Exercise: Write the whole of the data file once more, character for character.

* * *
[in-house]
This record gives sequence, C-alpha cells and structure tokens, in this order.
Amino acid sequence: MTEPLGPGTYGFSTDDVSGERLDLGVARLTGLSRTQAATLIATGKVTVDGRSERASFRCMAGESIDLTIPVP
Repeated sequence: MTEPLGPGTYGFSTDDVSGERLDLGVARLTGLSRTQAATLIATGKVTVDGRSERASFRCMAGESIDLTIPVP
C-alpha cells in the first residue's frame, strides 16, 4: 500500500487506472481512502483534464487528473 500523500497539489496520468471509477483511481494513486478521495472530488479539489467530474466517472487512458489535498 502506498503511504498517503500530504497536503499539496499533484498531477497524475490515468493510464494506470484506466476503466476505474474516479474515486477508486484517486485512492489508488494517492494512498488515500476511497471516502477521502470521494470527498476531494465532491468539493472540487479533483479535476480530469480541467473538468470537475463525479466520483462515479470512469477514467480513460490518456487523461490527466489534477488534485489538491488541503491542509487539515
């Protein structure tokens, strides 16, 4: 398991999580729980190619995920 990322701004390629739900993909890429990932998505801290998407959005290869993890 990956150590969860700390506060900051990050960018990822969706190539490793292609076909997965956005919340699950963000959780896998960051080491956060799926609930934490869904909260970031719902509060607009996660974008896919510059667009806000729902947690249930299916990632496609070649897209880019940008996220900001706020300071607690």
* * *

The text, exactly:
[in-house]
This record gives sequence, C-alpha cells and structure tokens, in this order.
Amino acid sequence: MTEPLGPGTYGFSTDDVSGERLDLGVARLTGLSRTQAATLIATGKVTVDGRSERASFRCMAGESIDLTIPVP
Repeated sequence: MTEPLGPGTYGFSTDDVSGERLDLGVARLTGLSRTQAATLIATGKVTVDGRSERASFRCMAGESIDLTIPVP
C-alpha cells in the first residue's frame, strides 16, 4: 500500500487506472481512502483534464487528473 500523500497539489496520468471509477483511481494513486478521495472530488479539489467530474466517472487512458489535498 502506498503511504498517503500530504497536503499539496499533484498531477497524475490515468493510464494506470484506466476503466476505474474516479474515486477508486484517486485512492489508488494517492494512498488515500476511497471516502477521502470521494470527498476531494465532491468539493472540487479533483479535476480530469480541467473538468470537475463525479466520483462515479470512469477514467480513460490518456487523461490527466489534477488534485489538491488541503491542509487539515
């Protein structure tokens, strides 16, 4: 398991999580729980190619995920 990322701004390629739900993909890429990932998505801290998407959005290869993890 990956150590969860700390506060900051990050960018990822969706190539490793292609076909997965956005919340699950963000959780896998960051080491956060799926609930934490869904909260970031719902509060607009996660974008896919510059667009806000729902947690249930299916990632496609070649897209880019940008996220900001706020300071607690």